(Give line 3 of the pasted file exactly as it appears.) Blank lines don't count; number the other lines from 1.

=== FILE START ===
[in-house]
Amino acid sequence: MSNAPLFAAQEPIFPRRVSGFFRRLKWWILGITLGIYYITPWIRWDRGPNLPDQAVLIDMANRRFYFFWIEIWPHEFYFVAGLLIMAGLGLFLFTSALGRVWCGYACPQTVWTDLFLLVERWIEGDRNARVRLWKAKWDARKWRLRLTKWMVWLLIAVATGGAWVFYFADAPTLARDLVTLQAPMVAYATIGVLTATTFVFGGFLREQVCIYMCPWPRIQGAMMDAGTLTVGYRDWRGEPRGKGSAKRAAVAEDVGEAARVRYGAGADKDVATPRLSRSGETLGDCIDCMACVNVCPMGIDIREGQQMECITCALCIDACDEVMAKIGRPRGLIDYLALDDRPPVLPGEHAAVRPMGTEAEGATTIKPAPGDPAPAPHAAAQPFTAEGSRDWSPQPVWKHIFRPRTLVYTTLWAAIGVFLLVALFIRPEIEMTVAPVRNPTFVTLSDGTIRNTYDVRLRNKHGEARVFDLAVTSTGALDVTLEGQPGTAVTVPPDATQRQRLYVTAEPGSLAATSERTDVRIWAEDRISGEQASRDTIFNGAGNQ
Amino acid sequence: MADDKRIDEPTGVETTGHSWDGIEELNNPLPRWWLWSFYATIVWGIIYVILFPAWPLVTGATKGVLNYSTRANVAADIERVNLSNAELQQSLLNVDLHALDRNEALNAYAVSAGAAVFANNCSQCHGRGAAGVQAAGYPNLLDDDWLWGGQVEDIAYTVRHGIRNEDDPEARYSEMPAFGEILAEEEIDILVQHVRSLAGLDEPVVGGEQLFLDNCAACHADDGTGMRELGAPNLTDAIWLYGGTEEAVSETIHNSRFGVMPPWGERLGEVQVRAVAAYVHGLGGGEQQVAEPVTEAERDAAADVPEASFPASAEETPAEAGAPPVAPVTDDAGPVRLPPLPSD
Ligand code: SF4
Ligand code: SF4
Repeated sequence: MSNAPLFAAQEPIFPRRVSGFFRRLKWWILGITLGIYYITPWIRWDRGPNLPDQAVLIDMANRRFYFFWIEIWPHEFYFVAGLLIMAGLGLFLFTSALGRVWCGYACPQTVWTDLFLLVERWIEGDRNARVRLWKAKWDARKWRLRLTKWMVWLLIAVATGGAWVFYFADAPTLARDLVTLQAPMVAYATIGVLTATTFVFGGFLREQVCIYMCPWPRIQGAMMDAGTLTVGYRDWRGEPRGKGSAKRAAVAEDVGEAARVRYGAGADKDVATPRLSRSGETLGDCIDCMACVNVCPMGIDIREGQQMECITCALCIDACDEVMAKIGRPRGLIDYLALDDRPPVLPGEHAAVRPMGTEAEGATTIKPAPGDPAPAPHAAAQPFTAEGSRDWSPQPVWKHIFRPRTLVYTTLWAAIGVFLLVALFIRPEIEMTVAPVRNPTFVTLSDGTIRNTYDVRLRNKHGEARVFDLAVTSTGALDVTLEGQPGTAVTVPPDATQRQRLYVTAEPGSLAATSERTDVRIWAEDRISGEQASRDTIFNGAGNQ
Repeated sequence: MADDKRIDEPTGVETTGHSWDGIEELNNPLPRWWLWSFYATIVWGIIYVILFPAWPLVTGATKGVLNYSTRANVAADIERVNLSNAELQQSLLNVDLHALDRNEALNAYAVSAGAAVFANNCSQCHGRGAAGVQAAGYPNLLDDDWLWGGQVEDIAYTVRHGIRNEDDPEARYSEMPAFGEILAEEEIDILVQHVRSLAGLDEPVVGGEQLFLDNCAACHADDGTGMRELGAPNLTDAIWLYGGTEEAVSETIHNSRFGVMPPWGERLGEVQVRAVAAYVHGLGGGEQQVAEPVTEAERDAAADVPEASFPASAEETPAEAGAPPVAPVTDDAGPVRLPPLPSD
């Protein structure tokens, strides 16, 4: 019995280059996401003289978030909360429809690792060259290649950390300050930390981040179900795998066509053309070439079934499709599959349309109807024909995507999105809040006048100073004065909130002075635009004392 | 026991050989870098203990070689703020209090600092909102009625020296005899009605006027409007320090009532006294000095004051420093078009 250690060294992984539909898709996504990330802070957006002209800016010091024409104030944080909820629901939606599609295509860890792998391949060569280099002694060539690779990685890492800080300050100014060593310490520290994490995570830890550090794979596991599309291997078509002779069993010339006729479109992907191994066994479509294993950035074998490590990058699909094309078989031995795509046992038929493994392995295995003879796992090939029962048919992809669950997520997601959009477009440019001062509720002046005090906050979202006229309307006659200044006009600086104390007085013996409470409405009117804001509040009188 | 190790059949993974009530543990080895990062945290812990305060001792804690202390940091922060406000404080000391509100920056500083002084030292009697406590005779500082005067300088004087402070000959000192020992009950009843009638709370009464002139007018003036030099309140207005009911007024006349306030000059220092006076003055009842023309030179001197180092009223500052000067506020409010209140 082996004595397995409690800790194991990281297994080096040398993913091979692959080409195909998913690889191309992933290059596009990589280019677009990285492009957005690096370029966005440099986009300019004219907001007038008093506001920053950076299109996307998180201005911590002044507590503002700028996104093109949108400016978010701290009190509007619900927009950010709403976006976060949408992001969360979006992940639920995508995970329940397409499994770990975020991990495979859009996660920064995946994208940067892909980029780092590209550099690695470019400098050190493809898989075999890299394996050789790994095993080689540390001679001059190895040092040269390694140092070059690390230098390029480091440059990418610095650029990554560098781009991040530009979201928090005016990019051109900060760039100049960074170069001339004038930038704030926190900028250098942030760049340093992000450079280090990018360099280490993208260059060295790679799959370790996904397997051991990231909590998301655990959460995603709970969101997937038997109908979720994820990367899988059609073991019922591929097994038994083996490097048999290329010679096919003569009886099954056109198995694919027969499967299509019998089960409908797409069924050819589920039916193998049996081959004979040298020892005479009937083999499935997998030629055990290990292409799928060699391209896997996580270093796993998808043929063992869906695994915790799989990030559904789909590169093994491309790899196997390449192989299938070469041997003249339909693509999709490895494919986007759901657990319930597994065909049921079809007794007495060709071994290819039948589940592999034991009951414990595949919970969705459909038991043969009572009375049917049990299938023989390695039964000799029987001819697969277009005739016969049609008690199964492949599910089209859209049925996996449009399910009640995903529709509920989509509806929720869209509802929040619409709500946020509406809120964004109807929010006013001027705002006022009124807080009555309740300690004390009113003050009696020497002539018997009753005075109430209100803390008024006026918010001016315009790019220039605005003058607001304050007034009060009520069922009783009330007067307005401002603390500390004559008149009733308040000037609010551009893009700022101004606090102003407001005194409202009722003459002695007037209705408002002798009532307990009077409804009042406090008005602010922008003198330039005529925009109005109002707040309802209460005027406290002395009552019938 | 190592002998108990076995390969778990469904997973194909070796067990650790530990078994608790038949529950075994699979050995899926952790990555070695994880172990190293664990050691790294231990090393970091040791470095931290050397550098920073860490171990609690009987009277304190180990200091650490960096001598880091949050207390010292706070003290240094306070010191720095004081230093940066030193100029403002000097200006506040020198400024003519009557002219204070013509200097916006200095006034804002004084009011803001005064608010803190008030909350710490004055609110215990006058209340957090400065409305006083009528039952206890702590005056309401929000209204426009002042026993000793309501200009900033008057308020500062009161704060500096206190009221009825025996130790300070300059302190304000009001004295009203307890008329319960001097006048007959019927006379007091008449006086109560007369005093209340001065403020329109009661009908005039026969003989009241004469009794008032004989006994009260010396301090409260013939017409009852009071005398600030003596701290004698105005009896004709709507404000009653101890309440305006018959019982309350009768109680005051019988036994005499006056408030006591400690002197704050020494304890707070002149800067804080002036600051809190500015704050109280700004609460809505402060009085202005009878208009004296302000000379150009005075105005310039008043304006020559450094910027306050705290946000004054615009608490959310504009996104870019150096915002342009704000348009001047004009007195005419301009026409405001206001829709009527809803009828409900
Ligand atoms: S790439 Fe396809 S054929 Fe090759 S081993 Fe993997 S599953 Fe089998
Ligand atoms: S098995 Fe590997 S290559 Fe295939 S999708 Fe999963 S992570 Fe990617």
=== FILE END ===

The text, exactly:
Amino acid sequence: MADDKRIDEPTGVETTGHSWDGIEELNNPLPRWWLWSFYATIVWGIIYVILFPAWPLVTGATKGVLNYSTRANVAADIERVNLSNAELQQSLLNVDLHALDRNEALNAYAVSAGAAVFANNCSQCHGRGAAGVQAAGYPNLLDDDWLWGGQVEDIAYTVRHGIRNEDDPEARYSEMPAFGEILAEEEIDILVQHVRSLAGLDEPVVGGEQLFLDNCAACHADDGTGMRELGAPNLTDAIWLYGGTEEAVSETIHNSRFGVMPPWGERLGEVQVRAVAAYVHGLGGGEQQVAEPVTEAERDAAADVPEASFPASAEETPAEAGAPPVAPVTDDAGPVRLPPLPSD